Aviation Safety: How Do the Regulators Make the Rules?
here are certain rules in aviation that we can confidently characterise as commonsense — but what about the less obvious rules? The ones that are federal- and regional-specific, for example? In this post, we’ll talk about how regulators actually regulate: what happens to cause rule changes, if and when operators get a say, and how to stay informed and up-to-date on any changes in regulation.
WHERE DO THE RULES COME FROM?
In general, international aviation standards and recommended practices (SARPs) are set by the International Civil Aviation Organisation (ICAO).
ICAO’s 192 member states broadly adhere to these SARPs by implementing them through their own national and regional regulatory bodies. So for example: ICAO has put in place a measure titled Annex 19, which requires service providers to develop their own SMS by November 2019. This is being facilitated by the member states, who are required to establish their own State Safety Programs (SSP) that actually mandate these SMS.
So there’s the biggest thing that influences and changes rules: ICAO.
WHAT ELSE CAN CAUSE CHANGES IN RULES AND REGULATIONS?
In addition to ICAO and any shifts in international aviation requirements, developments in technology and the wide adoption of these advancements can have significant impacts on aviation rules.
Take for example, the swift advent of drones. This new technology rose to the fore so quickly that regulators couldn’t fit them into any existing rule category — so they’ve had to create entirely new frameworks to ensure planes and drones can operate safely alongside each other.
Unexpected or unforeseen complications and issues arising from existing rules can also cause changes or updates.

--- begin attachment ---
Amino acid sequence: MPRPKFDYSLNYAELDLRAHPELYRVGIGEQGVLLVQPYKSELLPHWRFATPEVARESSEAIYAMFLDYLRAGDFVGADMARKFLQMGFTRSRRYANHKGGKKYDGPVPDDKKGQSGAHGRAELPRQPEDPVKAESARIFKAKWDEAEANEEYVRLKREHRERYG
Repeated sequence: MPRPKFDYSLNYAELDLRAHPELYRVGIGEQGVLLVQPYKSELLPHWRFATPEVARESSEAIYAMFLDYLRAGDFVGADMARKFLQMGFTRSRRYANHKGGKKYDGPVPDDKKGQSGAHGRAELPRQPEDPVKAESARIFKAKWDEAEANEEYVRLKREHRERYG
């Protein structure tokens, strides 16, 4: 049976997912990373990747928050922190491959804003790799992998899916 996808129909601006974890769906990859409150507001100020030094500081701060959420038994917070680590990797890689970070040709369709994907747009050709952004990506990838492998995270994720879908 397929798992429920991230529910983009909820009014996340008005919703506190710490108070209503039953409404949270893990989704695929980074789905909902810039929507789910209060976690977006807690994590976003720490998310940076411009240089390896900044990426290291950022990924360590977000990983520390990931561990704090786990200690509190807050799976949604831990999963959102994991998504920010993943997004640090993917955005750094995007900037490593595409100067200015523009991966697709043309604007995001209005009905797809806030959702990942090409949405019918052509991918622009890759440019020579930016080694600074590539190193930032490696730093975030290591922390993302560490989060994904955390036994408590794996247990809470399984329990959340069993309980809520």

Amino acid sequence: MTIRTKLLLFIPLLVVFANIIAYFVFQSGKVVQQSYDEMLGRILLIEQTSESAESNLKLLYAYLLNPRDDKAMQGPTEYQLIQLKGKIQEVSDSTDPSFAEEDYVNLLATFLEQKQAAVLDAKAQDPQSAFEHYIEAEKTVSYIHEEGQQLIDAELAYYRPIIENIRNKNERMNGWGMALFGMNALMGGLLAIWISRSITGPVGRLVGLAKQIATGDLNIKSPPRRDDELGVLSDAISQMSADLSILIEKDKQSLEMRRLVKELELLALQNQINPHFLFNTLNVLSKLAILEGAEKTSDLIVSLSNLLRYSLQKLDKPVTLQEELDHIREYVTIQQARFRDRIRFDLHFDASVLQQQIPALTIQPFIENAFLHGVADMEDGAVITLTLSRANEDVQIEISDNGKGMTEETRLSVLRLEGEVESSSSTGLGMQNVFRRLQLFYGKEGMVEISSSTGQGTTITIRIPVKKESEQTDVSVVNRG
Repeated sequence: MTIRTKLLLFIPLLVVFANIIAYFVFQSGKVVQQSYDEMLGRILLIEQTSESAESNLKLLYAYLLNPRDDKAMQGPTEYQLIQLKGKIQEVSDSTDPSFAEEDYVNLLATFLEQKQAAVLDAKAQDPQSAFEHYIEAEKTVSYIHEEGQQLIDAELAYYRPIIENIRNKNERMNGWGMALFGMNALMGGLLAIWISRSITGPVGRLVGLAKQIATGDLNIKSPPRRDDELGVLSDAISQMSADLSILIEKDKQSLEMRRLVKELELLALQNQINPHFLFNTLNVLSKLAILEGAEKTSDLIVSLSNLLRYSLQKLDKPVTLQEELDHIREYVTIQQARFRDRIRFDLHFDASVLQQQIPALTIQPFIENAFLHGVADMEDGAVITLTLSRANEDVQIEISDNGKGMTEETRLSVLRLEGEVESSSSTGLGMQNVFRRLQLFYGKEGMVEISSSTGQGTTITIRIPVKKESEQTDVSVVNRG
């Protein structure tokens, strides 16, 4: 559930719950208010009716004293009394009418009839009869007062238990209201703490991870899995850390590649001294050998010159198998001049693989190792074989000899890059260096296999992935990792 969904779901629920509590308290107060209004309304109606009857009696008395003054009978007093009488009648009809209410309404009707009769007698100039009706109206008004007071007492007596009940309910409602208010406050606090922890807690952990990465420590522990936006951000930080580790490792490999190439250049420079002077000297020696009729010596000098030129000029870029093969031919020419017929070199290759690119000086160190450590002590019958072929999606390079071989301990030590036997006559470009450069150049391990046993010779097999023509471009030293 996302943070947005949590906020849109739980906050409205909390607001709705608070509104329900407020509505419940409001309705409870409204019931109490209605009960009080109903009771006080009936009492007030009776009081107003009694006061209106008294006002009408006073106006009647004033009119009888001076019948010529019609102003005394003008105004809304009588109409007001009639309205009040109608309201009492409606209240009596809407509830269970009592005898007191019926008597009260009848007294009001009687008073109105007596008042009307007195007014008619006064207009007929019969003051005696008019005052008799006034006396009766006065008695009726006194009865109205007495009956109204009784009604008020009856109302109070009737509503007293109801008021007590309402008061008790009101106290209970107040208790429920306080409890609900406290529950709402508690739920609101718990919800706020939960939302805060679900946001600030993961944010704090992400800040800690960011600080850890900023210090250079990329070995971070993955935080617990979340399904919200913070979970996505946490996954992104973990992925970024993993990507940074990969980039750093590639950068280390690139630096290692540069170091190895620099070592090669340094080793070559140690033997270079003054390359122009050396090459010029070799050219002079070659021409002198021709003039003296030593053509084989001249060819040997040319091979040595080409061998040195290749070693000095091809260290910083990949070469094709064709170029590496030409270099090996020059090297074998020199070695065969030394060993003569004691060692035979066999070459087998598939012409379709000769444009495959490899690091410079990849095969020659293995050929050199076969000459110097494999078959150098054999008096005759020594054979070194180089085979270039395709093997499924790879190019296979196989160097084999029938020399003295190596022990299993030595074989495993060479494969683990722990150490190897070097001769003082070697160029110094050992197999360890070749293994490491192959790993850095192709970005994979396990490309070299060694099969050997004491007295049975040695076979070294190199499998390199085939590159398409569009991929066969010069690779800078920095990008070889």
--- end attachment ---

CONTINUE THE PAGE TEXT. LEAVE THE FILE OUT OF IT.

WHAT’S THE PROCESS FOR RULES ACTUALLY GETTING MADE?
To outline the rule-making process, we’ll use New Zealand’s Civil Aviation Authority as an example. The organisation’s system provides a framework that’s broadly applicable across the globe.
The CAA develops Kiwi aviation rules according to a four-phase schematic.
The first phase, assessment, involves pinpointing any existing problems or safety concerns, recommending solutions, putting those solutions through a review, and beginning the process of implementing the actions decided upon in that review. Anyone can submit an issue for assessment — including operators.
The second phase is investigation, which includes diving deeper into a given issue and essentially conducting an impact study to assess the potential consequences (safety, economic, environmental, etc.) of rectifying said issue. Depending on the findings, solutions can consist of actual regulatory change or things like educational campaigns or working directly with the entity or entities causing the issue.
If the impact study finds that the appropriate course of action is to implement a new rule or regulation, the third phase begins. This phase, called rule development, involves drafting the specifics of the proposed rule change and asking for input from the public and from experts.
Once the rule is ready to be implemented, the fourth phase (finalisation) puts it into law and establishes an applicability date.
HOW CAN YOU STAY UP-TO-DATE ON CHANGES?
By far the best way to stay informed of any and all changes in rules and regulations is to contact your relevant regulatory body to learn how they update operators in your area.
The CAA, for example, offers an email notification service that automatically sends alerts whenever rules change.